\displaystyle  \begin{array}{rl}  |\stackrel\circ T_{2q}|^2 &= \langle \frac {c^{2q-1}R^q}{(2q-1)!}- \frac {2q}nh_{2q}g, \stackrel\circ T_{2q}\rangle\\ &= \langle \frac {R^q}{(2q-1)!} - \frac{(n-2q)! h_{2q}}{n! (2q-1)!}g^{2q}, g^{2q-1}\stackrel \circ T_{2q}\rangle\\ &\le \left|\frac {R^q}{(2q-1)!} - \frac{(n-2q)! h_{2q}}{n! (2q-1)!}g^{2q}\right|\left| g^{2q-1}\stackrel \circ T_{2q}\right|\\ &= \left|\frac {R^q}{(2q-1)!} - \frac{(n-2q)! h_{2q}}{n! (2q-1)!}g^{2q}\right|\left| g^{2q-1}\stackrel \circ T_{2q}\right|\\ &= \left(\frac{(2q-1)!(n-2)!}{ (n-2q-1)!}\right)^\frac 12\left|\frac {R^q}{(2q-1)!} - \frac{(n-2q)! h_{2q}}{n! (2q-1)!}g^{2q}\right||\stackrel \circ T_{2q}| \end{array}

We conclude that

\displaystyle  \begin{array}{rl}  |\stackrel\circ T_{2q}|^2 & \le \frac{(n-2)!}{ (n-2q-1)!(2q-1)!}\left|R^q - \frac{(n-2q)! h_{2q}}{n!}g^{2q}\right|^2\\ & = {{n-2}\choose {2q-1}}\left|R^q - \frac{(n-2q)! h_{2q}}{n!}g^{2q}\right|^2. \end{array}


2. Main result

Theorem 6 Let {(M^n,g)} ({n\ge 3}) be a closed oriented Riemannian manifold with {Ric\ge -(n-1)K}, {K\ge0} and {1\le q<\frac n2}, then

\displaystyle  \begin{array}{rcl} \int_M |h_{2q}-\overline h_{2q}|^2 &\stackrel{\mathrm{(i)}}\le &\frac{ n(n-1)}{(n-2q)^2} (1+\frac{nK}\lambda)\int_M |\stackrel \circ {T_{2q}}|^2\\ &\stackrel{\mathrm{(ii)}}\le &\frac {2q}{n-2q}{n\choose {2q}} (1+\frac{nK}\lambda)\int_M |R^q - \frac{(n-2q)! h_{2q}}{n!}g^{2q}|^2. \end{array} \ \ \ \ \ (8)

Here {\overline h_{2q}} is the average of {h_{2q}}.  

Proof: We follow the ideas in [Lellis-Topping] and [Cheng-Zhou]. We assume {h_{2q}-\overline h_{2q}} is not vanishing everywhere, otherwise there is nothing to prove. Let {f} be the solution to

\displaystyle  \begin{cases} \Delta f = h_{2q}- \overline h_{2q}\\ \int_M f =0. \end{cases} \ \ \ \ \ (9)

The solution exists because {\int_M h_{2q}- \overline h_{2q}=0}. As {\stackrel \circ {T_{2q}} = T_{2q}- \frac{(n-2q)}n h_{2q} g} and {\textrm{div}(T_{2q})=0} by Lemma 4, we have

\displaystyle  \mathrm{div}(\stackrel\circ {T_{2q}})=-\frac {n-2q}n\nabla h_{2q}.

Then (with Remark 1 in mind)

\displaystyle  \begin{array}{rcl} \int_M |\Delta f|^2 = \int_M (h_{2q}- \overline h_{2q}) \Delta f &=& -\int_M \langle \nabla h_{2q},\nabla f\rangle\\ &=&\frac n{n-2q} \int_M \langle \mathrm{div}(\stackrel \circ {T_{2q}}),\nabla f\rangle\\ &=& \frac n{n-2q}\int_M \langle -\stackrel \circ {T_{2q}} , \nabla ^2f\rangle\\ &=& \frac n{n-2q}\int_M \langle -\stackrel \circ {T_{2q}} , \nabla ^2f- \frac {\Delta f }ng\rangle\\ &\le&\frac n{n-2q} \|\stackrel \circ {T_{2q}} \|_{L^2}\|\nabla ^2 f- \frac{\Delta f}n g\|_{L^2}. \end{array} \ \ \ \ \ (10)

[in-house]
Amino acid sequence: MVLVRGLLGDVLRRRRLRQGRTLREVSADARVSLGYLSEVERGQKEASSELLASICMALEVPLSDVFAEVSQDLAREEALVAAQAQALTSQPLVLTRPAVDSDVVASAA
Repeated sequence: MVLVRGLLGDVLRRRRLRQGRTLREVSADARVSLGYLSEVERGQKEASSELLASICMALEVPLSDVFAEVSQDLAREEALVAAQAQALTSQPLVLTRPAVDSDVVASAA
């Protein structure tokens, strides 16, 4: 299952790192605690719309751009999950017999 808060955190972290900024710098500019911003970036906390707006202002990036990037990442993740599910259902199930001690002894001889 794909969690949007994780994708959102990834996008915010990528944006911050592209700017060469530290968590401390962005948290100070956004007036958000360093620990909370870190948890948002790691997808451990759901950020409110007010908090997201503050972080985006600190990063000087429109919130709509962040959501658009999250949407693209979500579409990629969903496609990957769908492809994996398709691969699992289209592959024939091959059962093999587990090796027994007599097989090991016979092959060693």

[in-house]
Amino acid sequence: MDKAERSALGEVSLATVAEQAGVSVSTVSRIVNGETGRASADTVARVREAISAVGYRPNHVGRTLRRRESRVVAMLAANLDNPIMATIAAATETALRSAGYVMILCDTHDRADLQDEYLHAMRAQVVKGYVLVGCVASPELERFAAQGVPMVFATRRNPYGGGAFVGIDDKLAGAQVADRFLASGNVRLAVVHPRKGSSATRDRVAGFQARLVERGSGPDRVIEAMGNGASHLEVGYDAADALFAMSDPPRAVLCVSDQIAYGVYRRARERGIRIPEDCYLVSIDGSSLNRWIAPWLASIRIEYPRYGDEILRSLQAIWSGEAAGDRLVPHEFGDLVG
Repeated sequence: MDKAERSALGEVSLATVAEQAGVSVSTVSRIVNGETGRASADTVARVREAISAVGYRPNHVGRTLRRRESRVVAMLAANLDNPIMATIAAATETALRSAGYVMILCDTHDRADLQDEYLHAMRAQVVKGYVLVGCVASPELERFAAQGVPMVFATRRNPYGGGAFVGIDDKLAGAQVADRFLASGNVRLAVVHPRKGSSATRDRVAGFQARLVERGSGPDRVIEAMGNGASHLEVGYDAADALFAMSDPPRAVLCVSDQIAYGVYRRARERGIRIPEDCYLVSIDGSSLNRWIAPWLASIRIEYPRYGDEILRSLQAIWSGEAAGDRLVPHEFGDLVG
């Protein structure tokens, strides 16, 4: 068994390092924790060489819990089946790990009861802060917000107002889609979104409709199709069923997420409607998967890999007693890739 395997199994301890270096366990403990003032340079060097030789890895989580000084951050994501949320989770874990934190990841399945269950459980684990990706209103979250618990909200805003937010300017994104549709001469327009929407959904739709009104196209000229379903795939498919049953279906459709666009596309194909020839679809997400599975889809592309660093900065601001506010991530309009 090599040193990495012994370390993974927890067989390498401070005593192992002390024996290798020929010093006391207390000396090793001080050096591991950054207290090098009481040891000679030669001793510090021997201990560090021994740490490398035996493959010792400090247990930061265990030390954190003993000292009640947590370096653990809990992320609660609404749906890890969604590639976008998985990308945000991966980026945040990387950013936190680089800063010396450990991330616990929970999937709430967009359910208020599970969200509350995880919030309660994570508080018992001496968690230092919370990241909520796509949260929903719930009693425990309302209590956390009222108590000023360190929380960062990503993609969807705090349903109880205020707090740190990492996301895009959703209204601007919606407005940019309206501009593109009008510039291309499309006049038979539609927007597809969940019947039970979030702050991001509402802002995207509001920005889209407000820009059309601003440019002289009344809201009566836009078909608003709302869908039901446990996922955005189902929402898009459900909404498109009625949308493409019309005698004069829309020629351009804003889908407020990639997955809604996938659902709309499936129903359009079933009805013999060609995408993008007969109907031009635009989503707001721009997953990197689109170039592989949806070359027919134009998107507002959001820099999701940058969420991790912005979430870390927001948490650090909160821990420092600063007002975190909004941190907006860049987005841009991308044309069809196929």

We have

\displaystyle  \begin{array}{rcl} \|\nabla ^2 f -\frac {\Delta f}n g\|_{L^2}^2 &=& \int_M |\nabla ^2 f|^2 +\frac 1n \int_M |\Delta f|^2 -\frac 2n \int_M |\Delta f|^2\\ &=& \int_M |\nabla ^2 f|^2 -\frac 1n \int_M |\Delta f|^2. \end{array} \ \ \ \ \ (11)

By Bochner formula, we have

\displaystyle  \int_M |\nabla ^2f|^2 = \int_ M |\Delta f|^2 -\int_M Ric(\nabla f, \nabla f) \le \int_M |\Delta f|^2 +(n-1)K\int_M |\nabla f|^2. \ \ \ \ \ (12)


\displaystyle  \begin{array}{rl}  \int_M | \nabla f|^2 =-\int_M f \Delta f &\le (\int_M |f|^2)^\frac 12\left(\int_M |\Delta f|^2\right)^\frac12\\ &\le \left(\frac {\int_M | \nabla f|^2}{\lambda}\right)^\frac 12\left(\int_M |\Delta f|^2\right)^\frac12. \end{array}


\displaystyle  \int_M |\nabla f|^2 \le \frac 1{\lambda} \int_M |\Delta f|^2. \ \ \ \ \ (13)

Here we have used the fact that the first eigenvalue {\lambda=\min \{ \frac {\int_M | \nabla \phi|^2}{\int_M \phi^2}: \int_M \phi=0, \phi\ne0\}}. So (11) becomes

\displaystyle  \|\nabla ^2 f -\frac {\Delta f}n g\|_{L^2}^2 \le (\frac{n-1}n) (1+\frac{nK}\lambda)\int_M |\Delta f|^2 . \ \ \ \ \ (14)

Substitute this into (10), we obtain inequality (i) of (8):

\displaystyle  \int_M |h_{2q}-\overline h_{2q}|^2 \le \frac{ n(n-1)}{(n-2q)^2} (1+\frac{nK}\lambda)\int_M |\stackrel \circ {T_{2q}}|^2.

The inequality (ii) of (8) can be obtained by applying Proposition 5.

As {T_{2q}- \frac{n-2q}n \overline h_{2q} g= \stackrel\circ {T_{2q}}+\frac{n-2q}n (h_{2q}-\overline h_{2q})g}, we have

\displaystyle |T_{2q}- \frac{n-2q}n \overline h_{2q} g |^2= |\stackrel \circ {T_{2q}}|^2 +\frac {(n-2q)^2}n|h_{2q}-\overline h_{2q}|^2.

Therefore (8) can be rephrased as

\displaystyle  \int_M |T_{2q} - \frac{n-2q}n \overline h_{2q} g|^2 \le n (1+(n-1)K\lambda^{-1}) \int_M |T_{2q} - \frac{n-2q}n h_{2q} g|^2.